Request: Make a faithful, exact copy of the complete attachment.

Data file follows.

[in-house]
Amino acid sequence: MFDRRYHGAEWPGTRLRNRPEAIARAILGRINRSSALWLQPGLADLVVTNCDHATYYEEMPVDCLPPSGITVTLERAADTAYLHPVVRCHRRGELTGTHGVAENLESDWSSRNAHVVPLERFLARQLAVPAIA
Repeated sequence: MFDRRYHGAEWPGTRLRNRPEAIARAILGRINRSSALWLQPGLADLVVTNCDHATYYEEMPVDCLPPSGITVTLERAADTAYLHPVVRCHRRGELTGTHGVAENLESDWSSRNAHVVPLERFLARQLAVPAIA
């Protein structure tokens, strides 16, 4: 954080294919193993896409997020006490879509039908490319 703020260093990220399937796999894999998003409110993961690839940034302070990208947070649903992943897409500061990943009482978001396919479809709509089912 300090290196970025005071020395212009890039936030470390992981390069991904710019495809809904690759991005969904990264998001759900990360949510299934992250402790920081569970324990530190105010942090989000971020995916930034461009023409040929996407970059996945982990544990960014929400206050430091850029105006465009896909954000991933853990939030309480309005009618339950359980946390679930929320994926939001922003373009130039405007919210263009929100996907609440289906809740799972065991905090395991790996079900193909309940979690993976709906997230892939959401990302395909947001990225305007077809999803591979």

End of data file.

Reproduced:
[in-house]
Amino acid sequence: MFDRRYHGAEWPGTRLRNRPEAIARAILGRINRSSALWLQPGLADLVVTNCDHATYYEEMPVDCLPPSGITVTLERAADTAYLHPVVRCHRRGELTGTHGVAENLESDWSSRNAHVVPLERFLARQLAVPAIA
Repeated sequence: MFDRRYHGAEWPGTRLRNRPEAIARAILGRINRSSALWLQPGLADLVVTNCDHATYYEEMPVDCLPPSGITVTLERAADTAYLHPVVRCHRRGELTGTHGVAENLESDWSSRNAHVVPLERFLARQLAVPAIA
């Protein structure tokens, strides 16, 4: 954080294919193993896409997020006490879509039908490319 703020260093990220399937796999894999998003409110993961690839940034302070990208947070649903992943897409500061990943009482978001396919479809709509089912 300090290196970025005071020395212009890039936030470390992981390069991904710019495809809904690759991005969904990264998001759900990360949510299934992250402790920081569970324990530190105010942090989000971020995916930034461009023409040929996407970059996945982990544990960014929400206050430091850029105006465009896909954000991933853990939030309480309005009618339950359980946390679930929320994926939001922003373009130039405007919210263009929100996907609440289906809740799972065991905090395991790996079900193909309940979690993976709906997230892939959401990302395909947001990225305007077809999803591979």